The city charter of Riverside provides for the doing of the proposed work by contract. We see no material distinction between the charters of the two cities. The Charleville case held, however, that the Public Works Alien Employment Act of 1931 was a matter of general statewide concern as distinguished from a local or municipal affair.

It therefore appears to us that if this decision is the law of this state and has not been modified by judicial decision, then the judgment of the trial court was authorized. Plaintiff claims that such modification has taken place in one of two ways, i. e., the law has been changed so as to indicate that what was once a municipal affair is now considered a matter of statewide importance, or the change in facts may indicate that a situation which was once considered a municipal affair has become converted to a matter of statewide concern, even though the law is the same.

Plaintiff's attorney points out, as part of his argument, that the Public Works Wage Rate Act of 1931 and the Public Works Alien Employment Act of 1931 were two separate pieces of legislation and were considered separate in the Pasadena case; that in 1937 the Legislature adopted the Labor Code and created a single, overall master regulation covering labor relations in general in the State of California and indicated a public policy in relation thereto by adopting section 923 thereof; that subsequent amendments (stats.1953, ch. 1706, sec. 4, and sec. 1773.1, in 1959) in reference to labor relations are not matters of local concern but are matters of statewide importance in which the interests of the state are paramount. (Citing Stephenson v. City of Palm Springs, 52 Cal.2d 407, 340 P.2d 1009; Chavez v. Sargent, 52 Cal.2d 162, 339 P.2d 801).

It is further argued that the trend of times pertaining to heavy industry, freeways, construction of dams and such improvements, impels a retreat from the Charleville decision and that the Supreme Court has recognized this fact in Southern California Roads Co. v. McGuire, 2 Cal.2d 115, 39 P.2d 412, involving Sepulveda Boulevard in Los Angeles (a secondary state highway), holding that it was not a wholly municipal affair in letting a contract for its improvement. It held that since the state furnished the money for this and it was a secondary state highway, a compliance with the laws in reference to the Wage Rate Act was required. However, the Supreme Court in that case still recognized the rule laid down in the Charleville case. (See also Young v. Superior Court, 216 Cal. 512, 15 P.2d 163; People v. Willert, 37 Cal.App.2d Supp. 729, 93 P.2d 872; Pacific Tel. & Tel. Co. v. City and County of S. F., 51 Cal.2d 766, 771, 336 P.2d 514; City of Long Beach v. Lisenby, 175 Cal. 575, 581, 166 P. 333.)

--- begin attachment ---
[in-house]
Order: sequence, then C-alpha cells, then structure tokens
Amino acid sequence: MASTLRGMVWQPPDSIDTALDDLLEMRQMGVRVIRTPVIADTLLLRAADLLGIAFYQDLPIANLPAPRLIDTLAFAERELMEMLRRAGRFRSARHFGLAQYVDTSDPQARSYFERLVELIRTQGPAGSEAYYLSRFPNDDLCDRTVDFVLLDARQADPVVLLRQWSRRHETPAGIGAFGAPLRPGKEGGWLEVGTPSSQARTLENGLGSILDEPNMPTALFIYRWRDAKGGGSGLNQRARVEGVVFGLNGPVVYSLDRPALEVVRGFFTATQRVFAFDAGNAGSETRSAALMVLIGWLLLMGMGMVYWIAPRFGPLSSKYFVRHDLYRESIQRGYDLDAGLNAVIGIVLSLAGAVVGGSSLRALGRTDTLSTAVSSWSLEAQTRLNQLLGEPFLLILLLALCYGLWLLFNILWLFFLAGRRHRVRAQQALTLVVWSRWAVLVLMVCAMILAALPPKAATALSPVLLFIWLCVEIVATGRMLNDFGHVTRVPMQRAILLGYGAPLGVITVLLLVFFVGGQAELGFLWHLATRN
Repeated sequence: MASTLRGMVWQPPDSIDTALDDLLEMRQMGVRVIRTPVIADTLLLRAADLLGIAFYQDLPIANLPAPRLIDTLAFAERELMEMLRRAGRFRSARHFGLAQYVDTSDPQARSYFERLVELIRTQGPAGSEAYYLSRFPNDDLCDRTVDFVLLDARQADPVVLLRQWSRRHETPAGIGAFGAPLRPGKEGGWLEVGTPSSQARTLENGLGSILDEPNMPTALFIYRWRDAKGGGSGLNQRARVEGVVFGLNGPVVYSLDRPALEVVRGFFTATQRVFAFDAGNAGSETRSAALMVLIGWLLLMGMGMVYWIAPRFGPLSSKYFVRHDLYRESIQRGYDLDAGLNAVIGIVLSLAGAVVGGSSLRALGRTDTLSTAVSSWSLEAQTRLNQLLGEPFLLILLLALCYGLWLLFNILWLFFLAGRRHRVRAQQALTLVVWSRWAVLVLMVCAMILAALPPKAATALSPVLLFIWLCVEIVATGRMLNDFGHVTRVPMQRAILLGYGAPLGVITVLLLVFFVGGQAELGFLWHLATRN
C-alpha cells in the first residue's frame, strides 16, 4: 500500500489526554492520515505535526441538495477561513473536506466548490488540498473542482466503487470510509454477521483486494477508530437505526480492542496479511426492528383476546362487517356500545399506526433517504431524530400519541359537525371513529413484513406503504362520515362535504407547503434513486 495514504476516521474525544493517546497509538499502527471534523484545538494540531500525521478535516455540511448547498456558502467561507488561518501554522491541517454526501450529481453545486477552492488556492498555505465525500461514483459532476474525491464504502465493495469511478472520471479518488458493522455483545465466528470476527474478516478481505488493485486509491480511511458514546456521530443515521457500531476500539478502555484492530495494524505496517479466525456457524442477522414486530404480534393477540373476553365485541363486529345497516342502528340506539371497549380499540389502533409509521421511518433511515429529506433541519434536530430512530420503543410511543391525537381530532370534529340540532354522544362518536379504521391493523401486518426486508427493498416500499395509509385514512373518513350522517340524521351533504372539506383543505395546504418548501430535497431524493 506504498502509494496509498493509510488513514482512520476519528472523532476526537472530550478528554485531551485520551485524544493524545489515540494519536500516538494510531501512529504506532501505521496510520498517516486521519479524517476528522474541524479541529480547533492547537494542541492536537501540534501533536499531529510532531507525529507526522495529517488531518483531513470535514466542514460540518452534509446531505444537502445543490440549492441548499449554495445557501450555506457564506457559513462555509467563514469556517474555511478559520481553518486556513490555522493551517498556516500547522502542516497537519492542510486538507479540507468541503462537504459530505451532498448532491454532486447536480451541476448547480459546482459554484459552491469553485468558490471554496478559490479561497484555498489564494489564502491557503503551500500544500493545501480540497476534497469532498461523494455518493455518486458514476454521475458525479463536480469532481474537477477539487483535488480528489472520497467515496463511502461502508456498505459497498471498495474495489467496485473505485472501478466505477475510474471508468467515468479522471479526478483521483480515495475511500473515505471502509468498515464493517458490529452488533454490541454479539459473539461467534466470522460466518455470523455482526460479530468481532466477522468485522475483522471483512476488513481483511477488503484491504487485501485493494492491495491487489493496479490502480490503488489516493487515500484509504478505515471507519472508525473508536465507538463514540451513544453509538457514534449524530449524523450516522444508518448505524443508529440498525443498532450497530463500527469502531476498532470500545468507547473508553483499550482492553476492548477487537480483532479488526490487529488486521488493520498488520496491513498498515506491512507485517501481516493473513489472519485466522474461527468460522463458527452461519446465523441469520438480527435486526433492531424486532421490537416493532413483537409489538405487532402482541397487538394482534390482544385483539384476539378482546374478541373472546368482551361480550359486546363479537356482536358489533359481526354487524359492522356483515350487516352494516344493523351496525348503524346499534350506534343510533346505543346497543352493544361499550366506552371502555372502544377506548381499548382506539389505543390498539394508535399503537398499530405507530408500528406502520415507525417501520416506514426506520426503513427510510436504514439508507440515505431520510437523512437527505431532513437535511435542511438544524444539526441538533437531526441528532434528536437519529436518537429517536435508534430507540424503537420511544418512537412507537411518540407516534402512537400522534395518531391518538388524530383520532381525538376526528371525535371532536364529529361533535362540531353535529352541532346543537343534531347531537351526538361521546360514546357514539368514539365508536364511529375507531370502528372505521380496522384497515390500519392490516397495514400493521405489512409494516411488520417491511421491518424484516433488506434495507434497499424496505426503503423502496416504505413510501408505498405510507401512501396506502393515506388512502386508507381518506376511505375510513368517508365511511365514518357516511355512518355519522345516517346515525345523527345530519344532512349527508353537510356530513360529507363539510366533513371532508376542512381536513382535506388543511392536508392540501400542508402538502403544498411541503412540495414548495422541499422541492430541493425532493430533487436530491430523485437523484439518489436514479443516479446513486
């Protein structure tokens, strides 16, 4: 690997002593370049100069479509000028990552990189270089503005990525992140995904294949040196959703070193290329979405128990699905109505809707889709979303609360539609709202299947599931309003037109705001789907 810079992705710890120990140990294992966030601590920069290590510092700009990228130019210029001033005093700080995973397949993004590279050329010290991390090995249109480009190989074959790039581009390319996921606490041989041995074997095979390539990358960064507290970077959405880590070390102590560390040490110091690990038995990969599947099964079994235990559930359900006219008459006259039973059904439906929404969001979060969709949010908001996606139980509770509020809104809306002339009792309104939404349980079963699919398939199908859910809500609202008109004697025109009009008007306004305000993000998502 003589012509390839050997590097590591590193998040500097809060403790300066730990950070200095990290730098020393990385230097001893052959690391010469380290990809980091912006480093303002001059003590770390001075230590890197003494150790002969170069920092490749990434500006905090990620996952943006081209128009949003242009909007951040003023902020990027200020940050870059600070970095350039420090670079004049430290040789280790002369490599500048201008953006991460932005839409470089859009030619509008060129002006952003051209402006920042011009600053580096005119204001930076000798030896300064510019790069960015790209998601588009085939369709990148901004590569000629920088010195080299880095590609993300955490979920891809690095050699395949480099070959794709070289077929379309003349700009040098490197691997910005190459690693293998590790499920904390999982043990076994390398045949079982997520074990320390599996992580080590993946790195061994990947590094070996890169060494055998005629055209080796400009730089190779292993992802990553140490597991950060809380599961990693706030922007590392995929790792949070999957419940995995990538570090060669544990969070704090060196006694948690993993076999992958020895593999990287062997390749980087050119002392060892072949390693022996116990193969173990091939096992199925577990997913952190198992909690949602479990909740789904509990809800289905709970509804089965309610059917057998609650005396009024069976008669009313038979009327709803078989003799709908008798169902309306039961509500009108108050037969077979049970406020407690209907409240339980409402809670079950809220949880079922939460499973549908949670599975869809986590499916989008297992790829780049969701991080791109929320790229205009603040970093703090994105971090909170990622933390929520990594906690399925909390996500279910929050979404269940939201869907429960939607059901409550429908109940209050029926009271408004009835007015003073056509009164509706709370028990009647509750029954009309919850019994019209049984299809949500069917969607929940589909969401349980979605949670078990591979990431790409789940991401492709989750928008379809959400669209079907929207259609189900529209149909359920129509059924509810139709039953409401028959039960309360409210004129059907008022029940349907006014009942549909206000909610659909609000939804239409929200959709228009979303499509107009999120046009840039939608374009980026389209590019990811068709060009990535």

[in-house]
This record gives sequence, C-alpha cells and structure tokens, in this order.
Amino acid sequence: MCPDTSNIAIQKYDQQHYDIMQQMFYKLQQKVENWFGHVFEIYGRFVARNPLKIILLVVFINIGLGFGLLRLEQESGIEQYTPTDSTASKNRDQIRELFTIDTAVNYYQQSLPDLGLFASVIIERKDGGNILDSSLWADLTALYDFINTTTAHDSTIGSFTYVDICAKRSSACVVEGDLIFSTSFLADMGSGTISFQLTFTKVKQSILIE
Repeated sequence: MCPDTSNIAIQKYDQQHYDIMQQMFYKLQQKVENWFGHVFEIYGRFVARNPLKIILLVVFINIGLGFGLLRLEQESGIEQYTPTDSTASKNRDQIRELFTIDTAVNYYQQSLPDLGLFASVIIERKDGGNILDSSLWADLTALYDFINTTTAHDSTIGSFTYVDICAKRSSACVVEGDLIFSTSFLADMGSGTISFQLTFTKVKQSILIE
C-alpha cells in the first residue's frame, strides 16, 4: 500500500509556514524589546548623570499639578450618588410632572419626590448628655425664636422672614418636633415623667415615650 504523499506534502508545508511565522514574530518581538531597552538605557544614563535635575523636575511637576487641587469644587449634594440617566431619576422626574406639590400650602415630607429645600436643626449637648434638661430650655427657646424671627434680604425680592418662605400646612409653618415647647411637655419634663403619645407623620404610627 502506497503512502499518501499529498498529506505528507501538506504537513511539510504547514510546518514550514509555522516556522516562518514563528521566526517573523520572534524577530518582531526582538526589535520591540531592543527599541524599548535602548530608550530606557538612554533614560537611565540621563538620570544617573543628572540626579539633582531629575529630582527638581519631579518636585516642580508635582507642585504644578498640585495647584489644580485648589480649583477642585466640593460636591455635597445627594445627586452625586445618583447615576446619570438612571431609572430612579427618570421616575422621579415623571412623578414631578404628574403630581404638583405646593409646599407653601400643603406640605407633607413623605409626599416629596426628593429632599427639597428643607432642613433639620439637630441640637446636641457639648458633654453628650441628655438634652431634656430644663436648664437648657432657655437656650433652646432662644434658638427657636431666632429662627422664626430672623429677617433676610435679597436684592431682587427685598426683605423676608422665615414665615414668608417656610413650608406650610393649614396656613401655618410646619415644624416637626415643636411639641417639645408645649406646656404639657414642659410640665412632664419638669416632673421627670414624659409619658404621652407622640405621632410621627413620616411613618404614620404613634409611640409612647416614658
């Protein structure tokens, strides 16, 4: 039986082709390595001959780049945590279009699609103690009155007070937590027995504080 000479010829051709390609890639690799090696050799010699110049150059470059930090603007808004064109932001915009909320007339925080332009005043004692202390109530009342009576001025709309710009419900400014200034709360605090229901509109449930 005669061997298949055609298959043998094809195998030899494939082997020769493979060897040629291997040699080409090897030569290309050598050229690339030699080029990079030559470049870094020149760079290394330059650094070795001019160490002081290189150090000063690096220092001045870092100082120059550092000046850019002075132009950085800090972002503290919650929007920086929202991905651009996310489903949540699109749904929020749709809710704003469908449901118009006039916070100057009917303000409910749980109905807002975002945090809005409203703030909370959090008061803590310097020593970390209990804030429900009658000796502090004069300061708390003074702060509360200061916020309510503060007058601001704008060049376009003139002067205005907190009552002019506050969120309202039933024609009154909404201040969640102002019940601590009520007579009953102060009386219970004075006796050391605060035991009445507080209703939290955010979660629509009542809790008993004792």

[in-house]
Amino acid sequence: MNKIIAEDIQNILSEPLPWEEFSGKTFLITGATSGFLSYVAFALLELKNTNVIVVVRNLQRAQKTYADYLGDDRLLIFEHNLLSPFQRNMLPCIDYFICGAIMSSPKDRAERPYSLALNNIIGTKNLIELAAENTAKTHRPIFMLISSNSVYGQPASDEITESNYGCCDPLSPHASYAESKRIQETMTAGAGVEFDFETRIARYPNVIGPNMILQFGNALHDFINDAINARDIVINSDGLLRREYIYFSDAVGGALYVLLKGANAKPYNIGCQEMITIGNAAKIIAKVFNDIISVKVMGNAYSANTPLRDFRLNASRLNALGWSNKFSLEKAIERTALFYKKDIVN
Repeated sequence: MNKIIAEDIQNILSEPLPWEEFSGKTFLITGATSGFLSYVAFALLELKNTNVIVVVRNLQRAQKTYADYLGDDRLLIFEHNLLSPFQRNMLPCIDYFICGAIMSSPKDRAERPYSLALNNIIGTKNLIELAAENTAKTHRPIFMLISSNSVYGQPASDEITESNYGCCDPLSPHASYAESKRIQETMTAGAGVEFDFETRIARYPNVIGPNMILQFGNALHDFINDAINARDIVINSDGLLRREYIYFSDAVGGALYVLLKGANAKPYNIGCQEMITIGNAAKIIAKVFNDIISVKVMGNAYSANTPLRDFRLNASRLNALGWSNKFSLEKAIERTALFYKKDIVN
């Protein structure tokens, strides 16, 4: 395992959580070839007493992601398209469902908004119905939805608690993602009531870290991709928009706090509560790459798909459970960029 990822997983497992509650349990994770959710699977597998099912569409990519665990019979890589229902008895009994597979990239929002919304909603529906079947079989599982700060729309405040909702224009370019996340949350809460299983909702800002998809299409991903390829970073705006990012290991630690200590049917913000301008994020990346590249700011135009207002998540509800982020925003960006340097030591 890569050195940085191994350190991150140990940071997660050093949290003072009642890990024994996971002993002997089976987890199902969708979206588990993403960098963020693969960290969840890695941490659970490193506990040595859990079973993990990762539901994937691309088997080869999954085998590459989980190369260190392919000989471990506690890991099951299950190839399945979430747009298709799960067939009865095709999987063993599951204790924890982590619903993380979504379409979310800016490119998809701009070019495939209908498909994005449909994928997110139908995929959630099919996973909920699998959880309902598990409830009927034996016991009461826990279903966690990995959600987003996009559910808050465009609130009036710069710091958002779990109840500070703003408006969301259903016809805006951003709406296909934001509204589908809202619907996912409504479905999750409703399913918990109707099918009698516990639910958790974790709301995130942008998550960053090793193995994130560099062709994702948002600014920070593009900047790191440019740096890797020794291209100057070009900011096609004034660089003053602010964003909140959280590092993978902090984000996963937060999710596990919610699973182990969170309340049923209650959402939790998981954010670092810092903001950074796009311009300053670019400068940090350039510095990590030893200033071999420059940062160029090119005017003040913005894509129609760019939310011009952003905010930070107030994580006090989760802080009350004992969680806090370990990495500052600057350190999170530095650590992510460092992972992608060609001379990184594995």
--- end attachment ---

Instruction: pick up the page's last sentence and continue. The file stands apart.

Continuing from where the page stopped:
The municipal affair rule, as used in the Constitution, covering or limiting rights of cities under charters, refers to the internal affairs of a municipality. (City of Walnut Creek v. Silveira, 47 Cal.2d 804, 306 P.2d 453.) When a city has availed itself of the provisions of article 11, section 6 of the Constitution, as amended in 1914, some question is raised as to whether it is a grant of power or an instrument which accepts the privilege granted of complete autonomous rule with respect to municipal affairs. West Coast Advertising Co. v. City and County of San Francisco, 14 Cal.2d 516, 95 P.2d 138, appears to have settled this question.

The work in the instant case was the trimming of trees and removal of brush in the city and on city-owned or controlled easements. We conclude that this contract as let (for trimming trees and removing brush) was a ‘municipal affair’ within the meaning of that term, and had no direct relationship to the electrical current furnished to the city's power line. We find no expression in any subsequent opinion of the Supreme Court which has been called to our attention that the case of City of Pasadena v. Charleville, supra, 215 Cal. 384, 10 P.2d 745, has been overruled. We feel that we are bound by that decision until a different policy is declared by that court changing the rule there applied. (Auto Equity Sales, Inc. v. Superior Court, 57 A.C. 244, 247, 18 Cal.Rptr. 497, 368 P.2d 97.)

Judgment affirmed.

GRIFFIN, Presiding Justice.

SHEPARD and COUGHLIN, JJ., concur.